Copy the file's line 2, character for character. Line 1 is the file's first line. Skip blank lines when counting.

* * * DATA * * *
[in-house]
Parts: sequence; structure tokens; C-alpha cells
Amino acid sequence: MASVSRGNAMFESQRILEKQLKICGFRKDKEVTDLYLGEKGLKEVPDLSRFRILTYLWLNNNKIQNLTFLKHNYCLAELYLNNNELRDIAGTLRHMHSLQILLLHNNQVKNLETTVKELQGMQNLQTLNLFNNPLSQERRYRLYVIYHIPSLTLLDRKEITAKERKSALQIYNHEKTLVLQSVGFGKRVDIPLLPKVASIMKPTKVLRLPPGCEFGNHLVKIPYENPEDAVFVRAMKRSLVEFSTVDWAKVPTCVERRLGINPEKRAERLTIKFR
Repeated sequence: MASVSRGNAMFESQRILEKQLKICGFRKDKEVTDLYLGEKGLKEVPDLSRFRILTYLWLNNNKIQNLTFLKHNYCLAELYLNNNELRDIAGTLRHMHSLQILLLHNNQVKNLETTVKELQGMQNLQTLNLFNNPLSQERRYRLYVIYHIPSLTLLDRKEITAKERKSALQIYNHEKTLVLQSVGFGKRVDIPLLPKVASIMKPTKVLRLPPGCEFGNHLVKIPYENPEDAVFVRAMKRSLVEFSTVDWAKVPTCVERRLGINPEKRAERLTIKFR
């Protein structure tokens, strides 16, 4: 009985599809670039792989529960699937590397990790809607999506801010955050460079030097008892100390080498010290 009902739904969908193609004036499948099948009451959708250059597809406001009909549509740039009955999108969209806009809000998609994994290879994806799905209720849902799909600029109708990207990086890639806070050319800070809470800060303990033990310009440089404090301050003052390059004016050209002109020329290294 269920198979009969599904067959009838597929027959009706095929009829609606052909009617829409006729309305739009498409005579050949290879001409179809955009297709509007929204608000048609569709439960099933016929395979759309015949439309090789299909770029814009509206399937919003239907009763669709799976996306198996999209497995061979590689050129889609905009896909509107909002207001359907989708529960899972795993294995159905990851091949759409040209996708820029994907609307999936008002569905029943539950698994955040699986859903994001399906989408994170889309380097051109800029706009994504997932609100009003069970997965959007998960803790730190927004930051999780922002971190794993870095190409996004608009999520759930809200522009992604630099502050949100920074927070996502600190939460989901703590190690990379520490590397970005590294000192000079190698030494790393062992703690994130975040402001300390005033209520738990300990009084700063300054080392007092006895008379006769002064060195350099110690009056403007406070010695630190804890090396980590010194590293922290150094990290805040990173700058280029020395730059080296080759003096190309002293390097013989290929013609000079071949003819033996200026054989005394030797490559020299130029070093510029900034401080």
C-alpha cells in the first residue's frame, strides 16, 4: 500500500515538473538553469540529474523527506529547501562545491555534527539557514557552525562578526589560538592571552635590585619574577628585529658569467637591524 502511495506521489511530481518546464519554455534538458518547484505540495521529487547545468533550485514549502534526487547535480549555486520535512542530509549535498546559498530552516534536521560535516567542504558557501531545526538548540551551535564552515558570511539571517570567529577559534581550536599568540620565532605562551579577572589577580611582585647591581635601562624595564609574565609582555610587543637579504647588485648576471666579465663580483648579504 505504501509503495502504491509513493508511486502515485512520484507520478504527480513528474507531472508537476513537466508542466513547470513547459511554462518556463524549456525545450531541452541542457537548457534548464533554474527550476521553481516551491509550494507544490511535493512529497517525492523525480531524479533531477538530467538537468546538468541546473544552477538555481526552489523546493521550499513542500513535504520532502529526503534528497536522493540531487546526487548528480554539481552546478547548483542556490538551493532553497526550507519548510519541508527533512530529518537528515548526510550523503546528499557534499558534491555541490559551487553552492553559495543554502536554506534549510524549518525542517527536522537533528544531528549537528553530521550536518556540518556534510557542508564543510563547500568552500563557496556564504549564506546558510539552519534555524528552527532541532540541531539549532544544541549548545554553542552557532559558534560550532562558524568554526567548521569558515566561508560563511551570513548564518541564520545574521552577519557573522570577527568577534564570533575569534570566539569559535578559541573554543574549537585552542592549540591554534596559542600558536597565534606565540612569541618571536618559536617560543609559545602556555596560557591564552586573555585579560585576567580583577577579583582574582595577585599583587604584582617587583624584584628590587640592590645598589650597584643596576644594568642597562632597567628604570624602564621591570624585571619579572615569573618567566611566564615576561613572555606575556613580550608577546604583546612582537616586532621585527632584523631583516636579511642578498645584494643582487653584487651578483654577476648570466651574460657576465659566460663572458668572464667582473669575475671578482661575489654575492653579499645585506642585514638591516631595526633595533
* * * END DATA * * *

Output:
Parts: sequence; structure tokens; C-alpha cells